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Recipe Inspiration from Waitrose




 

Here at LaterLife we have compiled some recipes in association with Waitrose for you to enjoy at home.

Why not try something one of the recipes below or a recipe using or inspired by this Month's Health Food,
Mincemeat
?

 


See more Recipes from Waitrose

Dessert

 


Mincemeat and apple crostataMincemeat and apple crostata

This crostata is a multi-cultured festive affair. Crostata is an Italian lattice-topped tart, mincemeat is decidedly English and calvados hails from Normandy. I like to make lattice strips of different thicknesses and find it much easier to arrange the strips of dough on a sheet of parchment, then thoroughly chill before carefully laying on top of the crostata. Alternatively, stamp out stars or leaves using a cutter, to cover the top of the mincemeat. A light dusting of icing sugar just before serving gives an extra festive flourish.

Vegetarian

  • Preparation time: 1 hr 15 minutes, plus chilling
  • Cooking time: 1 hr 10 minutes
  • Total time: 2hr 25 minutes, plus chilling

Serves: 8-10

Ingredients

  • 250g plain flour, plus extra for dusting
  • 50g fine semolina
  • 185g unsalted butter, chilled and diced
  • 75g caster sugar, plus extra for sprinkling on top
  • ½ lemon, zest, and 1 tsp juice
  • 1 whole egg and 1 egg yolk, beaten
  • 2 tbsp whole milk, for glazing
  • icing sugar, for dusting on top

Mincemeat:

  • 1 bramley apple, peeled and coarsely grated
  • 100g raisins
  • 100g sultanas
  • 100g currants
  • 30g dried cranberries
  • 30g chopped mixed peel
  • 100g soft dark brown sugar
  • ½ lemon, zest and juice
  • ½ orange, zest and juice
  • 50g whole almonds, roughly chopped
  • 1 tsp ground cinnamon
  • ¼ tsp ground allspice
  • a good grating of nutmeg
  • 3 tbsp calvados (or marsala)
  • 75g unsalted butter, diced

 

Method

  1. Make the mincemeat, ideally the day before. Preheat the oven to 170˚C, gas mark 3. Add all the mincemeat ingredients, apart from the butter, to a large bowl and mix well with a good pinch of salt. Tip into a parchment-lined baking tin, cover with foil and cook for 20 minutes, stirring twice, until the fruit is plump and juicy. Stir in the butter and return to the oven for 5 minutes. Stir again, spoon into a clean bowl, and leave to cool and absorb any remaining liquid.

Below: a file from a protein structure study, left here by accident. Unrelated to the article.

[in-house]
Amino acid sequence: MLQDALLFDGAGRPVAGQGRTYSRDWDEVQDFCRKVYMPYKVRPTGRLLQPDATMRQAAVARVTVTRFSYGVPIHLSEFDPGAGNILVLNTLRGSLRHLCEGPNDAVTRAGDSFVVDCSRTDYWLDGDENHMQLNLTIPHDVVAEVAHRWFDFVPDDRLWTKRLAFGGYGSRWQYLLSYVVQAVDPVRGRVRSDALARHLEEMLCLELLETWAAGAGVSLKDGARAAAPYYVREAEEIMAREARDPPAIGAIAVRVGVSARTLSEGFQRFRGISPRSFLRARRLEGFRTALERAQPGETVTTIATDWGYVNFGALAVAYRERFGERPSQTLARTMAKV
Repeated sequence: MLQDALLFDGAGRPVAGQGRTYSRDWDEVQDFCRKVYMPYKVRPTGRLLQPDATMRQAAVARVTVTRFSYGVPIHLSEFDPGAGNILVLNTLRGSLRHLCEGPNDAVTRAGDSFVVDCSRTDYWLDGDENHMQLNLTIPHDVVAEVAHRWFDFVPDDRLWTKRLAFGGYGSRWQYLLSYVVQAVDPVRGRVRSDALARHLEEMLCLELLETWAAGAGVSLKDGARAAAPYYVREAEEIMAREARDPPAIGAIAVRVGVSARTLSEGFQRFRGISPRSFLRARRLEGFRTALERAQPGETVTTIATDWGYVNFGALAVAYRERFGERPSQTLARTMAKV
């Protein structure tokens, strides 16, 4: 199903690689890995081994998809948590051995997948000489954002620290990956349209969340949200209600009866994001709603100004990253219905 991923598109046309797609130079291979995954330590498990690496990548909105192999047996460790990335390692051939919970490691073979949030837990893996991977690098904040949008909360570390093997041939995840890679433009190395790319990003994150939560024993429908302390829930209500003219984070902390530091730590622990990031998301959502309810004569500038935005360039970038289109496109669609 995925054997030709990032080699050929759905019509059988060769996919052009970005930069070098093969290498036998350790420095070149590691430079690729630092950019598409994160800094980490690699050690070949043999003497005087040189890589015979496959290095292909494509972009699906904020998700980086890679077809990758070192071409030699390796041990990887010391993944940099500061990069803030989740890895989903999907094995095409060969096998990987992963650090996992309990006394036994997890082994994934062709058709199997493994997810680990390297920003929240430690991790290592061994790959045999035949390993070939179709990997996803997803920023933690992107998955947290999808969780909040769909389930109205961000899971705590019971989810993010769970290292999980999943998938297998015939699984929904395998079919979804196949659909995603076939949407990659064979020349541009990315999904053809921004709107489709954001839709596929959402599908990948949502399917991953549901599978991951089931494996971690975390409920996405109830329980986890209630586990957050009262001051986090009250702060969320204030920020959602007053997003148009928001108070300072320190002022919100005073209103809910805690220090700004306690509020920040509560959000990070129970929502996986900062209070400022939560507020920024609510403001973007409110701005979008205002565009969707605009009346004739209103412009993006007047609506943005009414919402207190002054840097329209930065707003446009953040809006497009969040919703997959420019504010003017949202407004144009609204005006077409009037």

2. To make the pastry, tip the flour, semolina and a pinch of salt into a large mixing bowl. Add the butter and rub in using your fingers. Mix in the caster sugar and lemon zest. Make a well in the middle and add the eggs, lemon juice and 2 tbsp ice-cold water. Use a cutlery knife to bring the dough together – it will be quite sticky. Gather into a ball, flatten into a disc, cover with cling film and chill for at least 2 hours, or until firm.

  3. Preheat the oven to 190˚C, gas mark 5, and place a baking sheet on the middle shelf of the oven. Cut off 1 / 3 of the dough and return to the fridge. Roll out the remaining 2 / 3 on a lightly floured work surface into a disc 2cm larger than a deep, fluted 23cm tart tin (about 4cm deep). Carefully line the tin, leaving any excess pastry hanging over the sides; chill while you prepare the lattice topping.

  4. Roll out the remaining pastry into a disc slightly larger than the top of the tart tin and slide a piece of baking parchment under it. Cut the dough into strips of irregular thickness and chill for 10 minutes. Cover a baking sheet with parchment and arrange the dough strips together in a neat lattice; freeze for 10 minutes.

  5. Fill the pastry case with the mincemeat – you may have a little left over – and brush the edge of the tart with a little water or milk. Carefully slide the pastry lattice top off the paper and onto the tart to neatly cover the mincemeat. Press the edges together to seal and slice off any excess pastry with a sharp knife. Brush the top of the lattice with milk and sprinkle with caster sugar.

  6. Slide the crostata onto the hot baking sheet, reduce the oven temperature to 180˚C, gas mark 4, and bake for 40-45 minutes, until the pastry is crisp and golden. Leave to cool slightly, then serve, dusted with icing sugar and with the cinnamon custard.